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No hay confusión: el alcohol produce siete tipos de cáncer

No hay confusión: el alcohol produce siete tipos de cáncer

Se dispone de "evidencia sólida" de que el alcohol produce siete tipos de cáncer y otra evidencia indica que "probablemente" produzca más, según un nuevo análisis de la literatura publicado en versión electrónica el 21 de julio en Addiction.

La evidencia epidemiológica respalda una relación causal entre el consumo de alcohol y tumores malignos de bucofaringe, laringe, esófago, hígado, colon, recto y mama femenina, dice Jennie Connor, MB, ChB, MPH, del Departamento de Medicina Preventiva y Social, Universidad de Otago en Dunegin, Nueva Zelanda.


Background and aims

There is increasing research evidence about the causal role of alcohol in cancer, accompanied by unclear and conflicting messages in the media. This paper aimed to clarify the strength of the evidence for alcohol as a cause of cancer, and the meaning of cause in this context.


Recent epidemiological and biological research on alcohol and cancer was reviewed and summarized, drawing upon published meta-analyses identified from the Medline database and the archives of the International Agency for Research on Cancer. More recent epidemiological studies not included in these publications were also reviewed. A brief description of the nature of causal inference in epidemiology was used to frame discussion of the strength of the evidence that alcohol causes cancer, and contrast this with the case for a protective association of alcohol with cardiovascular disease.


The usual epidemiological understanding of a cause is a factor that increases the incidence of a condition in the population. In the context of a body of epidemiological evidence of an association of alcohol consumption with a disease, the inference that it is a causal association requires alternative explanations of the observed finding to be judged unlikely. Even without complete knowledge of biological mechanisms, the epidemiological evidence can support the judgement that alcohol causes cancer of the oropharynx, larynx, oesophagus, liver, colon, rectum and breast. The measured associations exhibit gradients of effect that are biologically plausible, and there is some evidence of reversibility of risk in laryngeal, pharyngeal and liver cancers when consumption ceases. The limitations of cohort studies mean that the true effects may be somewhat weaker or stronger than estimated currently, but are unlikely to be qualitatively different. The same, or similar, epidemiological studies also commonly report protection from cardiovascular disease associated with drinking but a high level of scepticism regarding these findings is now warranted.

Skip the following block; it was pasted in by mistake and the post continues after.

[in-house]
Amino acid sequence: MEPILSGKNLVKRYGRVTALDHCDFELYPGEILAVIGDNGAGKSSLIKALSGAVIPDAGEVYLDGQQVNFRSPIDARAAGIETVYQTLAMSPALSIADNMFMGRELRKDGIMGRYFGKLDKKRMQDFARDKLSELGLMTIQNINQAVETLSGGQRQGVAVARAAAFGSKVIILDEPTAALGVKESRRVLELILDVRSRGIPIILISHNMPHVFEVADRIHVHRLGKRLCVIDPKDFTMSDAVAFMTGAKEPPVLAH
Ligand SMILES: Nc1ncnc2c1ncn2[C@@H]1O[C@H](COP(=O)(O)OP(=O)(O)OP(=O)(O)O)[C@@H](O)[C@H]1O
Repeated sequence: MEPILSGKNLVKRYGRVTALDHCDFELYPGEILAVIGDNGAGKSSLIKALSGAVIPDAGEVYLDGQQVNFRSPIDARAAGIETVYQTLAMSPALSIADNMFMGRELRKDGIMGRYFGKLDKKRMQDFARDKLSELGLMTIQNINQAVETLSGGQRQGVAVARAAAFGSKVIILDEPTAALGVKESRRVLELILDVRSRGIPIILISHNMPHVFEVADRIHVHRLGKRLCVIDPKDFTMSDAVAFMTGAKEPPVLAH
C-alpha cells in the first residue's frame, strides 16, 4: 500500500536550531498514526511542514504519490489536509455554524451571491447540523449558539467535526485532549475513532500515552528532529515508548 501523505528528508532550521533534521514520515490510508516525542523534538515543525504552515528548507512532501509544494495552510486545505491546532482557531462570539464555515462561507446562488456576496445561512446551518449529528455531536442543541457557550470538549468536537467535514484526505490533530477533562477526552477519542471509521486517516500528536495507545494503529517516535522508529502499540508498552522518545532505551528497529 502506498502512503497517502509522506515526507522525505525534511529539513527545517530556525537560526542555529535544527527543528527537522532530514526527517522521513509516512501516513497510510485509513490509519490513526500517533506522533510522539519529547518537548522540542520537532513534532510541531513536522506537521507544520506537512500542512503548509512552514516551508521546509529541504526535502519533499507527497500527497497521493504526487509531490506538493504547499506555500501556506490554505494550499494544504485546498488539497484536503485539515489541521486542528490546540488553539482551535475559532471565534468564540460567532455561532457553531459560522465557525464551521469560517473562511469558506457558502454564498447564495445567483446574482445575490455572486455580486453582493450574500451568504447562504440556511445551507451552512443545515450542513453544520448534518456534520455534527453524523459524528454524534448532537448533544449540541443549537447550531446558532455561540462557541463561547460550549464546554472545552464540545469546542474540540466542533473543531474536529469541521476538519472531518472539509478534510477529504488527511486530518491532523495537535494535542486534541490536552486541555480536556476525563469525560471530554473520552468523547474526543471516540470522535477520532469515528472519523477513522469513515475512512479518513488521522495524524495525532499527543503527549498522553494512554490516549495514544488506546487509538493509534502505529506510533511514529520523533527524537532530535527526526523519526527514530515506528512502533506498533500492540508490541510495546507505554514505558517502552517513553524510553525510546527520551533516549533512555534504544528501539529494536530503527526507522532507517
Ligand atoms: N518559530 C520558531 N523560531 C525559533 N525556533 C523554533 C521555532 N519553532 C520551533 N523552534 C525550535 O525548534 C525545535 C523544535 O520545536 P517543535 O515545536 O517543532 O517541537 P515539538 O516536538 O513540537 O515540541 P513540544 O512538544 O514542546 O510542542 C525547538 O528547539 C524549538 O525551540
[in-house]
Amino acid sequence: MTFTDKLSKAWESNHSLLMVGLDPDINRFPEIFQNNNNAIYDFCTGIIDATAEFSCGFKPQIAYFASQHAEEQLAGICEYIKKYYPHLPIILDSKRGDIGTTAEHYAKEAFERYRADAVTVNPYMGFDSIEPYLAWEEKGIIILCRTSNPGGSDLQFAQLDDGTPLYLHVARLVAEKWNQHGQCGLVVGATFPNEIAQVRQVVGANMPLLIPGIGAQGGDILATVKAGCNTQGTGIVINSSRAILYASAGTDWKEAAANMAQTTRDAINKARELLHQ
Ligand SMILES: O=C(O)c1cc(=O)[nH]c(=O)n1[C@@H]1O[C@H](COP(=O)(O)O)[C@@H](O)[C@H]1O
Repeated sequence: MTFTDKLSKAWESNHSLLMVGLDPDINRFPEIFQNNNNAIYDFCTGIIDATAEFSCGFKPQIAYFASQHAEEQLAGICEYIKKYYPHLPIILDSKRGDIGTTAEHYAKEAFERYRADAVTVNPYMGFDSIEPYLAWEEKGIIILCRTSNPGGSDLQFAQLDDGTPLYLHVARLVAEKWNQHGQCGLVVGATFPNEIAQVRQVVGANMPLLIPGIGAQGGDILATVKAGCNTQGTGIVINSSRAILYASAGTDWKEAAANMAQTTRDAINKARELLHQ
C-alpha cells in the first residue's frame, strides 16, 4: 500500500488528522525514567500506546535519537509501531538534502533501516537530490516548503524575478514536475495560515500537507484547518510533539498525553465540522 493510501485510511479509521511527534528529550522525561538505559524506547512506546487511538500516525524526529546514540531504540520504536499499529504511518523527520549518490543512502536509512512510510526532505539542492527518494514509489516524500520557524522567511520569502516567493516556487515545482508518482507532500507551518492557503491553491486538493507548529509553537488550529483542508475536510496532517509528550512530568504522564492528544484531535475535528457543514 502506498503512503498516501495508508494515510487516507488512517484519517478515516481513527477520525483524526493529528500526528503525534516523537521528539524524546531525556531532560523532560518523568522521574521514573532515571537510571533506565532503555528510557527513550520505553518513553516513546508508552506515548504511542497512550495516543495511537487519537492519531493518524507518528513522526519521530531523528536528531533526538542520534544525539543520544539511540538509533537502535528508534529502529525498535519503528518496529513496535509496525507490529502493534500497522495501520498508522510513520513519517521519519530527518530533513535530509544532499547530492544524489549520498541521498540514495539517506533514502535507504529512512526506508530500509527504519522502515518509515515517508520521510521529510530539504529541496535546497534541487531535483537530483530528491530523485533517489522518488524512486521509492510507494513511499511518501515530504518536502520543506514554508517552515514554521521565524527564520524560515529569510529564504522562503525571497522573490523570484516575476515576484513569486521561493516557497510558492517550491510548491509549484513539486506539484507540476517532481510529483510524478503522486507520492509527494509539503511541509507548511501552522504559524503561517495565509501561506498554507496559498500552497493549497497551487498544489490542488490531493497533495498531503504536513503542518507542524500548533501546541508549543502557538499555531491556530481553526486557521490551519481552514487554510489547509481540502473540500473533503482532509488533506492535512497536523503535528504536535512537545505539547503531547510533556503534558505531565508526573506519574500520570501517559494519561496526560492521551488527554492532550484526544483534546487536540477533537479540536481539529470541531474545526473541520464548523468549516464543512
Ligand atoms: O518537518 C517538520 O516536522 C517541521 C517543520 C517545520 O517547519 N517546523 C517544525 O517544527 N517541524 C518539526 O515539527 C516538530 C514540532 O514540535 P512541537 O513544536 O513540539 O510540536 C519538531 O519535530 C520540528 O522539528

There is strong evidence that alcohol causes cancer at seven sites in the body and probably others. Current estimates suggest that alcohol-attributable cancers at these sites make up 5.8% of all cancer deaths world-wide. Confirmation of specific biological mechanisms by which alcohol increases the incidence of each type of cancer is not required to infer that alcohol is a cause.


In the last decade there has been a proliferation of research literature, reviews and comment on the association of alcohol consumption with cancer. In some parts of the world the scientific consensus that alcohol causes cancer has already led to more explicit consideration of cancer risk in policy-making [1, 2], and programmes to increase public knowledge of the risks [3].

The use of causal language in scientific and public discussions is patchy, with titles of papers and newspaper headlines often choosing to describe a causal association as a ‘link’ between alcohol and cancer. Expressions such as ‘alcohol-related cancer’, ‘alcohol-attributable cancer’ and the effect of alcohol on ‘the risk of cancer’ incorporate an implicit causal association, but are easily interpreted as something less than cancer being caused by drinking.

Among health professionals, journalists and the wider public there seems to be particular confusion about two aspects of ‘alcohol causes cancer’, the first being the meaning of ‘cause’ and the second being the quality of the evidence. For example, incomplete understanding of biological mechanisms may be raised as an objection to calling alcohol a cause of cancer, and knowledge that there are other causes of the same cancers also seems to challenge acceptance of alcohol as a cause. The analogy with smoking causing lung cancer is not sufficiently close to aid understanding. Currently, alcohol's causal role is perceived to be more complex than tobacco's, and the solution suggested by the smoking analogy—that we should all reduce and eventually give up drinking alcohol—is widely unacceptable.